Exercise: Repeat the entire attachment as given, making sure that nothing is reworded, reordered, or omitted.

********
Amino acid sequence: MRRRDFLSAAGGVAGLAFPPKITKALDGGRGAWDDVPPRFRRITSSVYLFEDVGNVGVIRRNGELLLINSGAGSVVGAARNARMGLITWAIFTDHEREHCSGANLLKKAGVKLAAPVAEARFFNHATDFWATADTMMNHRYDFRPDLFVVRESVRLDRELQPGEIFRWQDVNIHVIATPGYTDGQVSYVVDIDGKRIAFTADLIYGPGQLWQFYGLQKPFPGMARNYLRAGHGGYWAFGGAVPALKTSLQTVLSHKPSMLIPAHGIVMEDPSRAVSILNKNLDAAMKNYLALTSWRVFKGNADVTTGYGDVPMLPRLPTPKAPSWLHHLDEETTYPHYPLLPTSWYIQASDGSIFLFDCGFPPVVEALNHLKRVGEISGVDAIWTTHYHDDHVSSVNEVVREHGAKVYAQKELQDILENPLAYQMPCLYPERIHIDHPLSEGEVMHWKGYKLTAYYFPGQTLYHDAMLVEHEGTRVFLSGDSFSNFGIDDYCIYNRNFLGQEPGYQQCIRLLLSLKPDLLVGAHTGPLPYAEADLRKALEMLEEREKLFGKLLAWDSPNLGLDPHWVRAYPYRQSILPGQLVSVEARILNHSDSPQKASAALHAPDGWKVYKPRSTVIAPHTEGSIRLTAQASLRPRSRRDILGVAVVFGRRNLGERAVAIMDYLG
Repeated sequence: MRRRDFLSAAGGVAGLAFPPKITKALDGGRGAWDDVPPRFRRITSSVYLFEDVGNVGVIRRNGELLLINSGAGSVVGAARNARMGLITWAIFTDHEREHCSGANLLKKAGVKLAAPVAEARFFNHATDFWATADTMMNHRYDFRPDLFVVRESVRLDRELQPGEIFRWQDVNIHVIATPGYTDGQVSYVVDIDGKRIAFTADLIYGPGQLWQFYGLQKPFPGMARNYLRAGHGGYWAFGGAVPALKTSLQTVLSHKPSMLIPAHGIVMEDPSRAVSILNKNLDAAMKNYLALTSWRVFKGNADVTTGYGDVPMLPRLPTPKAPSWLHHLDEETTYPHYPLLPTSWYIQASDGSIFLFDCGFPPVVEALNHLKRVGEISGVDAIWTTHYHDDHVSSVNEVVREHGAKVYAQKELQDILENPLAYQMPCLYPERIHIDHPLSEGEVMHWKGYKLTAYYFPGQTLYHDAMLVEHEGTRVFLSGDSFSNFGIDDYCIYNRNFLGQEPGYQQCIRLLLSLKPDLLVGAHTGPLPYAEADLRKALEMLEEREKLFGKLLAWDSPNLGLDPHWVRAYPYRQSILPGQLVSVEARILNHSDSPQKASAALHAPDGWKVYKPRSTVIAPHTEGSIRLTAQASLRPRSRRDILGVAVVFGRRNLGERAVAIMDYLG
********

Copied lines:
Amino acid sequence: MRRRDFLSAAGGVAGLAFPPKITKALDGGRGAWDDVPPRFRRITSSVYLFEDVGNVGVIRRNGELLLINSGAGSVVGAARNARMGLITWAIFTDHEREHCSGANLLKKAGVKLAAPVAEARFFNHATDFWATADTMMNHRYDFRPDLFVVRESVRLDRELQPGEIFRWQDVNIHVIATPGYTDGQVSYVVDIDGKRIAFTADLIYGPGQLWQFYGLQKPFPGMARNYLRAGHGGYWAFGGAVPALKTSLQTVLSHKPSMLIPAHGIVMEDPSRAVSILNKNLDAAMKNYLALTSWRVFKGNADVTTGYGDVPMLPRLPTPKAPSWLHHLDEETTYPHYPLLPTSWYIQASDGSIFLFDCGFPPVVEALNHLKRVGEISGVDAIWTTHYHDDHVSSVNEVVREHGAKVYAQKELQDILENPLAYQMPCLYPERIHIDHPLSEGEVMHWKGYKLTAYYFPGQTLYHDAMLVEHEGTRVFLSGDSFSNFGIDDYCIYNRNFLGQEPGYQQCIRLLLSLKPDLLVGAHTGPLPYAEADLRKALEMLEEREKLFGKLLAWDSPNLGLDPHWVRAYPYRQSILPGQLVSVEARILNHSDSPQKASAALHAPDGWKVYKPRSTVIAPHTEGSIRLTAQASLRPRSRRDILGVAVVFGRRNLGERAVAIMDYLG
Repeated sequence: MRRRDFLSAAGGVAGLAFPPKITKALDGGRGAWDDVPPRFRRITSSVYLFEDVGNVGVIRRNGELLLINSGAGSVVGAARNARMGLITWAIFTDHEREHCSGANLLKKAGVKLAAPVAEARFFNHATDFWATADTMMNHRYDFRPDLFVVRESVRLDRELQPGEIFRWQDVNIHVIATPGYTDGQVSYVVDIDGKRIAFTADLIYGPGQLWQFYGLQKPFPGMARNYLRAGHGGYWAFGGAVPALKTSLQTVLSHKPSMLIPAHGIVMEDPSRAVSILNKNLDAAMKNYLALTSWRVFKGNADVTTGYGDVPMLPRLPTPKAPSWLHHLDEETTYPHYPLLPTSWYIQASDGSIFLFDCGFPPVVEALNHLKRVGEISGVDAIWTTHYHDDHVSSVNEVVREHGAKVYAQKELQDILENPLAYQMPCLYPERIHIDHPLSEGEVMHWKGYKLTAYYFPGQTLYHDAMLVEHEGTRVFLSGDSFSNFGIDDYCIYNRNFLGQEPGYQQCIRLLLSLKPDLLVGAHTGPLPYAEADLRKALEMLEEREKLFGKLLAWDSPNLGLDPHWVRAYPYRQSILPGQLVSVEARILNHSDSPQKASAALHAPDGWKVYKPRSTVIAPHTEGSIRLTAQASLRPRSRRDILGVAVVFGRRNLGERAVAIMDYLG